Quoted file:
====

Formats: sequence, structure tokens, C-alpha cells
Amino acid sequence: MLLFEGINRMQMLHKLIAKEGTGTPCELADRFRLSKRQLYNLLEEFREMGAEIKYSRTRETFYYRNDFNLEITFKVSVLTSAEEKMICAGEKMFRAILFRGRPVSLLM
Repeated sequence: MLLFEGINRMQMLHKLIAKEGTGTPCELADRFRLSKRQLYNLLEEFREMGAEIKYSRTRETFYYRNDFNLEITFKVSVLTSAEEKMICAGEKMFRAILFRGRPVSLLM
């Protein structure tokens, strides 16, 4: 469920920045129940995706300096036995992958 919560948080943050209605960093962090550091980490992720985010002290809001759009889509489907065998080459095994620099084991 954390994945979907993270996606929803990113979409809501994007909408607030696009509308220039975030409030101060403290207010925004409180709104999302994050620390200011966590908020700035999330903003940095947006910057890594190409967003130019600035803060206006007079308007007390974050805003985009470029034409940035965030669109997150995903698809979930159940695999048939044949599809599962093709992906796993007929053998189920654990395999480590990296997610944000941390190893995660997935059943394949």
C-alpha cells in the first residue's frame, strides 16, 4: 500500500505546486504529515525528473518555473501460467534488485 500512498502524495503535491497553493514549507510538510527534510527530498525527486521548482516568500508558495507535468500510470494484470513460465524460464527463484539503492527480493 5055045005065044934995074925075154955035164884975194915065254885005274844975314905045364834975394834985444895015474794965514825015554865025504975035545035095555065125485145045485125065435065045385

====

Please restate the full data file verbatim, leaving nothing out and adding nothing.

Formats: sequence, structure tokens, C-alpha cells
Amino acid sequence: MLLFEGINRMQMLHKLIAKEGTGTPCELADRFRLSKRQLYNLLEEFREMGAEIKYSRTRETFYYRNDFNLEITFKVSVLTSAEEKMICAGEKMFRAILFRGRPVSLLM
Repeated sequence: MLLFEGINRMQMLHKLIAKEGTGTPCELADRFRLSKRQLYNLLEEFREMGAEIKYSRTRETFYYRNDFNLEITFKVSVLTSAEEKMICAGEKMFRAILFRGRPVSLLM
């Protein structure tokens, strides 16, 4: 469920920045129940995706300096036995992958 919560948080943050209605960093962090550091980490992720985010002290809001759009889509489907065998080459095994620099084991 954390994945979907993270996606929803990113979409809501994007909408607030696009509308220039975030409030101060403290207010925004409180709104999302994050620390200011966590908020700035999330903003940095947006910057890594190409967003130019600035803060206006007079308007007390974050805003985009470029034409940035965030669109997150995903698809979930159940695999048939044949599809599962093709992906796993007929053998189920654990395999480590990296997610944000941390190893995660997935059943394949």
C-alpha cells in the first residue's frame, strides 16, 4: 500500500505546486504529515525528473518555473501460467534488485 500512498502524495503535491497553493514549507510538510527534510527530498525527486521548482516568500508558495507535468500510470494484470513460465524460464527463484539503492527480493 5055045005065044934995074925075154955035164884975194915065254885005274844975314905045364834975394834985444895015474794965514825015554865025504975035545035095555065125485145045485125065435065045385